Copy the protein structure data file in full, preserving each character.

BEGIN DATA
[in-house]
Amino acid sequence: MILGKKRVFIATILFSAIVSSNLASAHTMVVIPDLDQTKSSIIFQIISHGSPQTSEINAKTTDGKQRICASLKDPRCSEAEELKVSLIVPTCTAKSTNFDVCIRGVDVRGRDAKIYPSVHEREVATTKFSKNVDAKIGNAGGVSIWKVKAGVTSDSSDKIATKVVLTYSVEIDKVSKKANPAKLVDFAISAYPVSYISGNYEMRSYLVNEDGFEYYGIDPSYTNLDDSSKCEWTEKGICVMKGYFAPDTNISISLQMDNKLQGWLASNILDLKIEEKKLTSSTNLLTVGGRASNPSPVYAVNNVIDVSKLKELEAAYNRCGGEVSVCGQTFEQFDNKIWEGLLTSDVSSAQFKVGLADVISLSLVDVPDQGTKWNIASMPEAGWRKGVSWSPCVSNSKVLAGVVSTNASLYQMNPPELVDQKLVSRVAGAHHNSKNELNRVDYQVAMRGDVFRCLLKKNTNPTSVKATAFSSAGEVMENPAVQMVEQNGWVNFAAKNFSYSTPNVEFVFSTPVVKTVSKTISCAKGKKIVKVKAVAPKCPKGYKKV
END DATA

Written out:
[in-house]
Amino acid sequence: MILGKKRVFIATILFSAIVSSNLASAHTMVVIPDLDQTKSSIIFQIISHGSPQTSEINAKTTDGKQRICASLKDPRCSEAEELKVSLIVPTCTAKSTNFDVCIRGVDVRGRDAKIYPSVHEREVATTKFSKNVDAKIGNAGGVSIWKVKAGVTSDSSDKIATKVVLTYSVEIDKVSKKANPAKLVDFAISAYPVSYISGNYEMRSYLVNEDGFEYYGIDPSYTNLDDSSKCEWTEKGICVMKGYFAPDTNISISLQMDNKLQGWLASNILDLKIEEKKLTSSTNLLTVGGRASNPSPVYAVNNVIDVSKLKELEAAYNRCGGEVSVCGQTFEQFDNKIWEGLLTSDVSSAQFKVGLADVISLSLVDVPDQGTKWNIASMPEAGWRKGVSWSPCVSNSKVLAGVVSTNASLYQMNPPELVDQKLVSRVAGAHHNSKNELNRVDYQVAMRGDVFRCLLKKNTNPTSVKATAFSSAGEVMENPAVQMVEQNGWVNFAAKNFSYSTPNVEFVFSTPVVKTVSKTISCAKGKKIVKVKAVAPKCPKGYKKV